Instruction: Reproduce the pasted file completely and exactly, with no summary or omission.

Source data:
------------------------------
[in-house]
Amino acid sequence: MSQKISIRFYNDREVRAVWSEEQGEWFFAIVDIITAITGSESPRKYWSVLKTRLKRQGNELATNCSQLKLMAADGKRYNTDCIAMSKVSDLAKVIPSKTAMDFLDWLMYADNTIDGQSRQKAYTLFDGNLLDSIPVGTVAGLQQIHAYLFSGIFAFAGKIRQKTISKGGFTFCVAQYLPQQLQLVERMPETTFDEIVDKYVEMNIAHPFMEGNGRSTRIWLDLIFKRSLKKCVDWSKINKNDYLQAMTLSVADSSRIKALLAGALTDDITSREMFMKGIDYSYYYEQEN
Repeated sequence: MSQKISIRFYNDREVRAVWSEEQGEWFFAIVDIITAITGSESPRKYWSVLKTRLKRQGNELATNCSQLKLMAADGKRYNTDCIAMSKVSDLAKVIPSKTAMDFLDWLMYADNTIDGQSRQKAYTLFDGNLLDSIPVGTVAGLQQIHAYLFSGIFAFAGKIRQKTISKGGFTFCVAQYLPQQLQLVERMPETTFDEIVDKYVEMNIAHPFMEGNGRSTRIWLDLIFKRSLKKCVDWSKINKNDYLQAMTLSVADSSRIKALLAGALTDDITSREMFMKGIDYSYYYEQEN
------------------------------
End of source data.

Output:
[in-house]
Amino acid sequence: MSQKISIRFYNDREVRAVWSEEQGEWFFAIVDIITAITGSESPRKYWSVLKTRLKRQGNELATNCSQLKLMAADGKRYNTDCIAMSKVSDLAKVIPSKTAMDFLDWLMYADNTIDGQSRQKAYTLFDGNLLDSIPVGTVAGLQQIHAYLFSGIFAFAGKIRQKTISKGGFTFCVAQYLPQQLQLVERMPETTFDEIVDKYVEMNIAHPFMEGNGRSTRIWLDLIFKRSLKKCVDWSKINKNDYLQAMTLSVADSSRIKALLAGALTDDITSREMFMKGIDYSYYYEQEN
Repeated sequence: MSQKISIRFYNDREVRAVWSEEQGEWFFAIVDIITAITGSESPRKYWSVLKTRLKRQGNELATNCSQLKLMAADGKRYNTDCIAMSKVSDLAKVIPSKTAMDFLDWLMYADNTIDGQSRQKAYTLFDGNLLDSIPVGTVAGLQQIHAYLFSGIFAFAGKIRQKTISKGGFTFCVAQYLPQQLQLVERMPETTFDEIVDKYVEMNIAHPFMEGNGRSTRIWLDLIFKRSLKKCVDWSKINKNDYLQAMTLSVADSSRIKALLAGALTDDITSREMFMKGIDYSYYYEQEN